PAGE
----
WinCo in Ventura opens its doors
Grocer union concerned about employee-owned store’s way of doing business
By Shane Cohn 05/09/2013
Controversy or not, a new supermarket will be opening in Ventura this week, which some feel may eventually be a burden on the community.
WinCo Foods, an employee-owned discount food chain, opens its doors on Thursday, May 9, at 9 a.m. at the old Mervyn’s location at 4750 Telephone Road. The opening of the 78,500-square-foot location will boost local employment numbers, as nearly 200 people are expected, eventually, to work at this location.
But United Food and Commercial Workers (UFCW) Local 770 hasn’t been too thrilled about the company using nonunion employees.
“They don’t pay a wage to raise a family on,” said Mike Shimpock, spokesman for UFCW Local 770. “It becomes a burden on local taxpayers because employees are forced to look elsewhere for adequate healthcare, and find other resources.”
Michael Read, WinCo’s vice president for public and legal affairs, said this is a typical reaction from union groups.
“Like many things the unions say, it’s hyperbole and simply not true,” Read said. “What we do, typically, is look at union contracts that prevail in the area and match them exactly or beat them.”
Read, located in WinCo’s Boise, Idaho, headquarters, wasn’t sure about the Ventura location’s average wage. The union, representing employees from supermarkets like Vons, Albertsons and others, pays an average wage of $13/hour, according to Shimpock.
“Union markets can guarantee we have workers that can take care of themselves and their family and the money goes back to the community,” said Shimpock.
The employee-owned design of WinCo is handled through an employee stock ownership trust that creates a pension plan. After a WinCo employee logs 1,000 hours in a year, he or she begins vesting in the plan and becomes fully vested in five years. The company annually contributes 20 percent of an employee’s total W-2 compensation.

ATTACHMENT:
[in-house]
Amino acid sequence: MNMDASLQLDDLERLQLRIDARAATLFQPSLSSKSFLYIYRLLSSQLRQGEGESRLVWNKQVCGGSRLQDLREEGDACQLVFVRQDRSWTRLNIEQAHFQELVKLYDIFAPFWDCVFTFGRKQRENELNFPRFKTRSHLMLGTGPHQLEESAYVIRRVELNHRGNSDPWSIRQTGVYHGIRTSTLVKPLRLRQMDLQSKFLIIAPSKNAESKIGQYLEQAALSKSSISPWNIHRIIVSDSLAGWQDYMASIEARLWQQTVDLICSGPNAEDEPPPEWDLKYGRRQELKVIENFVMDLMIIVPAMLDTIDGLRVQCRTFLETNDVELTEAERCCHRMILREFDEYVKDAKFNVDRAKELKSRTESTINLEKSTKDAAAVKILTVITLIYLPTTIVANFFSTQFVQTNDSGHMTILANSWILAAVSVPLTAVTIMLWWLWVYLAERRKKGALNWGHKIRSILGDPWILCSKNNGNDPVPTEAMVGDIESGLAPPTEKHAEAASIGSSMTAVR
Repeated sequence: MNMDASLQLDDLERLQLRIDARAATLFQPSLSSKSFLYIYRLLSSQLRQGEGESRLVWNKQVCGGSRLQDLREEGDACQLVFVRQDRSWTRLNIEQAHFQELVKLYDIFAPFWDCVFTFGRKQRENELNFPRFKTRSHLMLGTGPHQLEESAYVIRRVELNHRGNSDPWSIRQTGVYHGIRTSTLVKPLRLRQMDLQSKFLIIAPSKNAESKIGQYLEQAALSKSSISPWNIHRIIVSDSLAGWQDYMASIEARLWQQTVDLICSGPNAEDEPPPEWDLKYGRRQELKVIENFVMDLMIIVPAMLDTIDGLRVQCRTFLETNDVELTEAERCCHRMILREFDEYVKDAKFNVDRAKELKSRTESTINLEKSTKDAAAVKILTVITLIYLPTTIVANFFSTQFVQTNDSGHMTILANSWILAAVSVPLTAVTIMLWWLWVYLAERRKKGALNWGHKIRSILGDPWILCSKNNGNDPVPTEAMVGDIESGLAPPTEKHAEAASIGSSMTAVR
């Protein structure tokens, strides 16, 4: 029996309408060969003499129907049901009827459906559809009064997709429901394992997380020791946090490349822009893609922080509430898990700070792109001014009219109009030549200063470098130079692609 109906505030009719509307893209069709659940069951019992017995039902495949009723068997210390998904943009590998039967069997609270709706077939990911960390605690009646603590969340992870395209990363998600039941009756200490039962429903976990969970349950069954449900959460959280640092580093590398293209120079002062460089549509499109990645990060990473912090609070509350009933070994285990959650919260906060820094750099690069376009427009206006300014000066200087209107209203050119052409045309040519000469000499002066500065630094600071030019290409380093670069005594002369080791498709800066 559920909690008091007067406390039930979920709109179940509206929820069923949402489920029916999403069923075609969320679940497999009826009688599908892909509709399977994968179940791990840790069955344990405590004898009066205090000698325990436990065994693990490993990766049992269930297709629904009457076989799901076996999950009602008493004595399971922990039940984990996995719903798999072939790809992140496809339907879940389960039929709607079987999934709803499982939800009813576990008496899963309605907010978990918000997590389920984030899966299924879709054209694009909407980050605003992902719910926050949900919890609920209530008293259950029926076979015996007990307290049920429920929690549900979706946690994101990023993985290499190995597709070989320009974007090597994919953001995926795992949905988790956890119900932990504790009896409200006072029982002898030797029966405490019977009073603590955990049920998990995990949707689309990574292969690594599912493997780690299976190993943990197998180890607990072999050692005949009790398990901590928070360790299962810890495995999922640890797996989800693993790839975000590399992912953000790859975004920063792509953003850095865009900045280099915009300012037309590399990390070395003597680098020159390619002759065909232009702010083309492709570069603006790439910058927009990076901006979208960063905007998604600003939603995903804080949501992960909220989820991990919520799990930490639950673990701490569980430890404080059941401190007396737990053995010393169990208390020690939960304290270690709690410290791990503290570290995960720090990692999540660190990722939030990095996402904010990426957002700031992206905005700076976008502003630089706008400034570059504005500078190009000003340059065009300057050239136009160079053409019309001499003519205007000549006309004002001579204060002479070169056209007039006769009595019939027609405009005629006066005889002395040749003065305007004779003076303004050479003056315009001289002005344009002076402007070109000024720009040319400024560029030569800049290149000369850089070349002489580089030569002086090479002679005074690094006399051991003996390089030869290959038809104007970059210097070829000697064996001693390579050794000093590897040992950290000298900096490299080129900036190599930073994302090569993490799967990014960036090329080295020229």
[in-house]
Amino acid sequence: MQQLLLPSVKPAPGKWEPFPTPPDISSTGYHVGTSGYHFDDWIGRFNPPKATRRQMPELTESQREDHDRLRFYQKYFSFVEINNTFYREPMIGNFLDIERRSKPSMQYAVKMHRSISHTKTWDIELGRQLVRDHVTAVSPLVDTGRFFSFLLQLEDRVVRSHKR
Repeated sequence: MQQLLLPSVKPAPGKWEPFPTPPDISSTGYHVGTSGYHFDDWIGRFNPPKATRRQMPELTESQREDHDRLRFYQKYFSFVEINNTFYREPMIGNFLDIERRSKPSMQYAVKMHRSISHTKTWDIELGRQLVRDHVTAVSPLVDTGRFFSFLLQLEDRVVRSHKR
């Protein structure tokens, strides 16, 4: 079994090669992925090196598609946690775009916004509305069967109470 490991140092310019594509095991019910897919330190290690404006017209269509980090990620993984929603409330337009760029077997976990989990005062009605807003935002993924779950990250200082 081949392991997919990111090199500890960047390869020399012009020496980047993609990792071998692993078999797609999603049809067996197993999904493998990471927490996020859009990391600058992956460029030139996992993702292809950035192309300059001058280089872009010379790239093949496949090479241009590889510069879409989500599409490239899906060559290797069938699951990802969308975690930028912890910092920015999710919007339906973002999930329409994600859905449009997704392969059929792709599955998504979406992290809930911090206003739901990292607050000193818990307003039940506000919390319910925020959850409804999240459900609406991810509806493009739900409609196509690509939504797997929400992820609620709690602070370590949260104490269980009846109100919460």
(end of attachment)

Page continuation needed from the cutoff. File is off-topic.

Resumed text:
Read said that there are currently 509 employees working frontline or management positions throughout the company’s 87 multistate locations that have seven-figure sums in their retirement funds.
Shimpock argued that the retirement funds are rarely spent locally, and WinCo employees are being used to maximize the company’s profits and benefit shareholders elsewhere.
Read, again, disagreed. “We’re paying essentially the same scale as the union. If they want to characterize that as below minimum wage that threatens the community they’d have to say the same thing about their own company.”
In the meantime, Read said that the company is eager to make itself known in the Ventura community.
“I think this will be a great site for us,” he said. “We’ve done a lot of economic research, and as a result of that, we’re confident the store will do well.”
The supermarket, known for its low prices, will have roughly 200 employees, of which 180 are newly hired from the area. It will be open 24 hours a day.